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The "Complete Parts List" for 180K Service

Discussion in '100-Series Cruisers' started by abuck99, Dec 3, 2017.

  1. abuck99

    abuck99

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    Getting a parts list together for my 180K Timing Belt Service (I'm at 185k now so its time to get it knocked out). My service approach on my 100 has been to replace with OEM parts wherever possible even down to the fasteners. I know there are some parts equivalents available through AISIN or DENSO that are OES spec and I would consider those to save a few $$ where it makes sense (like the radiator).

    The plan is to maintain it to the best standard I can afford by replacing key components ahead of failure (the parts that make sense for long term reliable service for the next 10yrs/100k). I take some trips off the grid in the heat of summer and I want to reduce the possibility of mechanical breakdown 50 miles from pavement (or days sitting and waiting on parts) due to a simple part like an aged $20 radiator hose, or a fatigued plastic heater T.

    So as I compile my mega list I'm trying to determine what the reasonable life of certain rubber & plastic parts are at 12-13yrs and 185k + miles. So heres my "while I'm in there" list I have put together and wanted feedback on what might be missing?

    My radiator is starting to discolor and showing signs of "crazing" small micro cracks on the top. Could it go another 10-20-30k? probably but is it worth testing that against engine failure for a $170 part? On the oil cooler hoses, and bypass hoses: have there been any reported failures of these at 200k?

    Heres the list thus far: this is for a 2005 Non-AHC 100 (some earlier and later years call for different parts so if you are copying this list for your truck double check parts against your model year)

    TIMING BELT COMPONENTS
    Timing Belt 13568-09070
    Idler Sub-Assy, Timing Belt, NO.1 13505-0F010
    Idler Sub-Assy, Timing Belt, NO.2 13503-0F010
    Tensioner Assy, Chain, No.1; Tensioner Assy, Timing Belt 13540-50030
    L & R Camshaft seal (2) (SEAL, OIL FOR CAMSHAFT SETTING) 90311-38065
    Front Crank seal ( SEAL, FOR OIL PUMP) 90311-A0001

    ACCESSORY DRIVE COMPONENTS
    Idler Pulley 16604-0F010
    Serpentine belt 90916-02586
    Serpentine Belt Tensioner Assy 16620-0W100
    Fan Bracket replaces (16307-50012) 16307-0F010
    Fan Clutch (Fluid Coupler-Fan) 16210-50102-optional
    Fan Clutch lock nuts (x4) 90029-07010- if worn

    WATERPUMP/RADIATOR/COOLING
    Water-pump & Gasket 16100-09201
    Coolant FIPG Seal Packing 1282B 08826-00100
    O Ring (For Water Inlet Housing); Ring, O(For Water Inlet). *119; Engine No.=3xxxxxx; Engine No.=5xxxxxx; Towing Package-With(North America,W(Engine Oil Cooler)),*145 96761-35035
    Upper Radiator hose (HOSE, RADIATOR, NO.1) 16571-50150
    Lower Radiator hose (HOSE, RADIATOR, NO.2) (From thermostat) 16572-50150
    Hose, Water Bypass- Front 16261-50090
    Thermostat 90916-03100
    Thermostat gasket 16346-50010
    Radiator Cap 16401-67150
    Radiator- DENSO 221-3152
    Gallons Toyota SLL 50/50 Coolant (3gal)

    HEATER T HOSES
    Hose, Heater Water, Outlet A 87245-6A180
    Hose, Heater Water, Outlet B 87245-6A190
    Hose, Rear Heater Water Outlet, C 99556-20155
    Hose, Rear Heater Water Inlet, A(From Engine) 87245-6A800
    Hose, Heater Water, Inlet B 87245-6A210
    Hose, Heater Water, Inlet A 87245-6A220
    T-Connector Connector, Heater Water Hose; Connector, Heater Water Hose, No.2; Pipe, Heater Water; Pipe, Heater Water Inlet, A; Pipe, Heater Water Inlet, C; Pipe, Heater Water Outlet, A; Pipe, Heater Water Outlet, C 87248-60460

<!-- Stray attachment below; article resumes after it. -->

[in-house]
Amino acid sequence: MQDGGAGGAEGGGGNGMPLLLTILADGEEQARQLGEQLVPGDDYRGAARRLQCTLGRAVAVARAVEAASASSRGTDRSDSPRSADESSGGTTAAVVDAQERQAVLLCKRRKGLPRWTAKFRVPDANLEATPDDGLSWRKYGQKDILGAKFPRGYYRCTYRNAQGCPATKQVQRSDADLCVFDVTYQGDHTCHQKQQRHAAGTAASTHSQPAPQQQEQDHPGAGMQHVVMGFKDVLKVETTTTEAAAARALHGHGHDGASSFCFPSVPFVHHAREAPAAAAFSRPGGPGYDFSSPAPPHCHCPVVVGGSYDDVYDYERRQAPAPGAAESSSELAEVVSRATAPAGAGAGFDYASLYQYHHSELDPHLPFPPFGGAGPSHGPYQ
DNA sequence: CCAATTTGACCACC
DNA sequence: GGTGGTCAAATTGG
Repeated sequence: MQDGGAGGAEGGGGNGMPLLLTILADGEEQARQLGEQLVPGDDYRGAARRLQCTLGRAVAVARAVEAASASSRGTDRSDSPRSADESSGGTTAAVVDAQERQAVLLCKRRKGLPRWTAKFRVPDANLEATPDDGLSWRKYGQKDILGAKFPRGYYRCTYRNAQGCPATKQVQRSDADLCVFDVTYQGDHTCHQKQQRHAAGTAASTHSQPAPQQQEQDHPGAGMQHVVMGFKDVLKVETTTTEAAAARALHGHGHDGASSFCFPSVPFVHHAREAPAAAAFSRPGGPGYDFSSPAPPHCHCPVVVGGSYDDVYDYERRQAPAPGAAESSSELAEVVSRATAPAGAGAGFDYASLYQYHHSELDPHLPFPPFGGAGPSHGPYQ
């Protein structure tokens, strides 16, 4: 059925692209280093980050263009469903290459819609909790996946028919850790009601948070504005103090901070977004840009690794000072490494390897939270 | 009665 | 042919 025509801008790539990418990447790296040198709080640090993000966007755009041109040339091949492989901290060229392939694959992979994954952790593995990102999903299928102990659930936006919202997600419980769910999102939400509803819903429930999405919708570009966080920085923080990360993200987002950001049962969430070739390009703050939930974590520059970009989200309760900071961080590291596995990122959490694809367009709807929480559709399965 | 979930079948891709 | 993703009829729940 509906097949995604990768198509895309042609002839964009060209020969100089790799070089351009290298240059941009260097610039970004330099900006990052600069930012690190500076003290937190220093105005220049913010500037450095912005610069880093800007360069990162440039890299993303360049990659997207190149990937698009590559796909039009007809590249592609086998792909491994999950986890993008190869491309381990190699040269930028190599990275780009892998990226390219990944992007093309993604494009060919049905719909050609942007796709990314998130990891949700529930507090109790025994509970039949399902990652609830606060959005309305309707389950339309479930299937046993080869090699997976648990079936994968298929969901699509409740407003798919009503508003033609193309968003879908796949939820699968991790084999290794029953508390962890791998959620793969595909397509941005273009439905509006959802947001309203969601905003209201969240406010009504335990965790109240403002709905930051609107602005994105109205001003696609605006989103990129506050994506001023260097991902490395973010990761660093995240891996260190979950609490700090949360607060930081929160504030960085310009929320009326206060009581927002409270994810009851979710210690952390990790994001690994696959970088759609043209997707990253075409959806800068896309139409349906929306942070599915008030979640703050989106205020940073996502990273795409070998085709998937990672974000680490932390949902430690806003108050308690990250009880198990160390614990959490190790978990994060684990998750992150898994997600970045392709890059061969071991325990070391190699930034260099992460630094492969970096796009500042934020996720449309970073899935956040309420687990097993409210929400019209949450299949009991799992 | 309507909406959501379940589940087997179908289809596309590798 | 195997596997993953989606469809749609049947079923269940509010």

ENGINE OIL COOLER LINES
    Oil cooler Return Hose (Hose Oil Cooler) 15777-50030
    Inlet Hose Engine Oil Cooler (HOSE C, WATER BY-PASS, NO.5) 16282-50040
    Water Bypass Hose Engine Oil Cooler (HOSE B, WATER BY-PASS, NO.4. (J) ) 16281-50030

    GENERAL MAINTENANCE ITEMS
    PCV Valve 12204-50030
    Air Filter 17801-50040
    Fuel Filter: 23300-50090
    Oil change: Oil filter 90915-YZZD3 Oil 7Qts M1
    Trans drain & Fill -WS Transmission Fluid 3 Qts
    Spark plug (x8) 90080-91180
    Coil Boot & gasket replacements (x8) DENSO 671-8184
    Fuel Pressure Regulator 23280-50050
    Throttle body cleaning & MAF Sensor Clean
    Diff drain & fill: Front & rear-
    TC Drain & Fill 2qts M1 75/90
    PS Flush- 2qts M1 Syn ATF
    DS & U-joints: Lube and check/retorque yoke to flange bolts/nuts
    Inspect Brake System: Fluid, Pads, Rotors (* check behind piston dust covers for leaks) Check E-brake components and grease bell cranks with Ceramic grease (CRC Silaramic)
    Check Valve Cover Bolts & Grommets- re torque (or remove 1x1 coat with anti seize and re-torque)
     
    Last edited: Dec 5, 2017
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  2. Spike555

    Spike555

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    I love these lists of wasted money.
    Miles has nothing to do with hoses and clamps and the like, miles only matter to things that move, like bearings.
    Instead of replacing a perfectly good radiator why not pay attention o the temp gauge? You're not going to ruin your engine unless you overheat it.
    By the logic of this list you might want to replace the a/c cpmpressor and a/c lines too.
    Serpentine belts last forever, they only fail when something else fails, like the tensioner or a pullies seizes up, but all of those give warning. When the belt squeals or a bearing squeaks, thats your warning.
    A properly mounted and maintained radiator will last forever too. Corrosion is the number one killer of radiators (actually it's car accidents but we're not going to include those) change the coolant and make sure the rubber mounts on the radiator are in good shape.
    Every 100k is often enough for a timing belt and replace all other components while you're in there. The only reason for the replacement of the timing belt is because you cannot visually inspect the timing components.
    You might want to replace your main bearings too, and cranks seals, and crank sensor, and cam sensor, and trans clutches...